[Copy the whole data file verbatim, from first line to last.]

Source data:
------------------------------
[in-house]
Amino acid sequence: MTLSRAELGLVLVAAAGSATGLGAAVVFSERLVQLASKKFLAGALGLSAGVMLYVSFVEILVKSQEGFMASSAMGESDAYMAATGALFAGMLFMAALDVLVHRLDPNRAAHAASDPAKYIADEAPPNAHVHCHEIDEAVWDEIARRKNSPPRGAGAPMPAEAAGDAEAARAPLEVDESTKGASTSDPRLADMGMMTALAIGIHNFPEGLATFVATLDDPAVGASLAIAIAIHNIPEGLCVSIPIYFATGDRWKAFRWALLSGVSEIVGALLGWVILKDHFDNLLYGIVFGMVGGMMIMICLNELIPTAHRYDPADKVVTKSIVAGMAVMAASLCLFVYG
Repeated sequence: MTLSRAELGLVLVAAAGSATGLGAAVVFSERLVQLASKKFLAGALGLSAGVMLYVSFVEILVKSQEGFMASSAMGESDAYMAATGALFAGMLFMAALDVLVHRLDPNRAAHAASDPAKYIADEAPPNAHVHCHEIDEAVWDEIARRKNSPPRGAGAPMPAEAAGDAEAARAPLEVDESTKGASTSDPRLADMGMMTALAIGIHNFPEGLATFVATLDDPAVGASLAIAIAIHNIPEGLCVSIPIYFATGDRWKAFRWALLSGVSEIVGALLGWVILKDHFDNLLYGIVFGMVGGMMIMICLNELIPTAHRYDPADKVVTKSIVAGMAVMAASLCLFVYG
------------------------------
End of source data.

[in-house]
Amino acid sequence: MTLSRAELGLVLVAAAGSATGLGAAVVFSERLVQLASKKFLAGALGLSAGVMLYVSFVEILVKSQEGFMASSAMGESDAYMAATGALFAGMLFMAALDVLVHRLDPNRAAHAASDPAKYIADEAPPNAHVHCHEIDEAVWDEIARRKNSPPRGAGAPMPAEAAGDAEAARAPLEVDESTKGASTSDPRLADMGMMTALAIGIHNFPEGLATFVATLDDPAVGASLAIAIAIHNIPEGLCVSIPIYFATGDRWKAFRWALLSGVSEIVGALLGWVILKDHFDNLLYGIVFGMVGGMMIMICLNELIPTAHRYDPADKVVTKSIVAGMAVMAASLCLFVYG
Repeated sequence: MTLSRAELGLVLVAAAGSATGLGAAVVFSERLVQLASKKFLAGALGLSAGVMLYVSFVEILVKSQEGFMASSAMGESDAYMAATGALFAGMLFMAALDVLVHRLDPNRAAHAASDPAKYIADEAPPNAHVHCHEIDEAVWDEIARRKNSPPRGAGAPMPAEAAGDAEAARAPLEVDESTKGASTSDPRLADMGMMTALAIGIHNFPEGLATFVATLDDPAVGASLAIAIAIHNIPEGLCVSIPIYFATGDRWKAFRWALLSGVSEIVGALLGWVILKDHFDNLLYGIVFGMVGGMMIMICLNELIPTAHRYDPADKVVTKSIVAGMAVMAASLCLFVYG